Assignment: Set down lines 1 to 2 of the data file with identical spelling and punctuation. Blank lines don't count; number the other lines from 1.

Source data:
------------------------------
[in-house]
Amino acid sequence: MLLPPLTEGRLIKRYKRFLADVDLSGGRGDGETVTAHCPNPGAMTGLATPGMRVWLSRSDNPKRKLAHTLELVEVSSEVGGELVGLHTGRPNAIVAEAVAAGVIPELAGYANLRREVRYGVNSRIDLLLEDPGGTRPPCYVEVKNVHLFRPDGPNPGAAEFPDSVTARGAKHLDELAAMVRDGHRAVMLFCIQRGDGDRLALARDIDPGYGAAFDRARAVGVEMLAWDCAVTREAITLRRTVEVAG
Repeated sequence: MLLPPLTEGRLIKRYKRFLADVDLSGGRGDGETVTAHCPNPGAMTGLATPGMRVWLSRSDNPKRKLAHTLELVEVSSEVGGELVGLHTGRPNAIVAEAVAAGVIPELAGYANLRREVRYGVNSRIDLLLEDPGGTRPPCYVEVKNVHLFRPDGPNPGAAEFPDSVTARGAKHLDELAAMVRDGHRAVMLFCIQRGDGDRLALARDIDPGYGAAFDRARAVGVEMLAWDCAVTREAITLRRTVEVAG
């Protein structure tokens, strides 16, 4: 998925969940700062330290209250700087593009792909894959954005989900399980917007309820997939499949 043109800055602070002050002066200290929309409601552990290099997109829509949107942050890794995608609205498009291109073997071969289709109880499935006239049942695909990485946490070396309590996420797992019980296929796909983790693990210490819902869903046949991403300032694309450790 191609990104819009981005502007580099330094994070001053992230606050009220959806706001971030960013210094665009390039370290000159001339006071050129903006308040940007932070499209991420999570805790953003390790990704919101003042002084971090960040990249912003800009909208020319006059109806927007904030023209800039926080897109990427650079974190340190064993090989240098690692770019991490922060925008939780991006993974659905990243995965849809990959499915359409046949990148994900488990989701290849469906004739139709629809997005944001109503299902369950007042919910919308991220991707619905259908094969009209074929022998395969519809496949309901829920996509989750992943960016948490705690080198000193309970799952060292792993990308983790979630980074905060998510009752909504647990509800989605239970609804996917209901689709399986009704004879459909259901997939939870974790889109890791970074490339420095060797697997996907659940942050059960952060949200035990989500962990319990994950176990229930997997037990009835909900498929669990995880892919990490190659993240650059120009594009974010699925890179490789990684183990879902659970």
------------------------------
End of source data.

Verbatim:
[in-house]
Amino acid sequence: MLLPPLTEGRLIKRYKRFLADVDLSGGRGDGETVTAHCPNPGAMTGLATPGMRVWLSRSDNPKRKLAHTLELVEVSSEVGGELVGLHTGRPNAIVAEAVAAGVIPELAGYANLRREVRYGVNSRIDLLLEDPGGTRPPCYVEVKNVHLFRPDGPNPGAAEFPDSVTARGAKHLDELAAMVRDGHRAVMLFCIQRGDGDRLALARDIDPGYGAAFDRARAVGVEMLAWDCAVTREAITLRRTVEVAG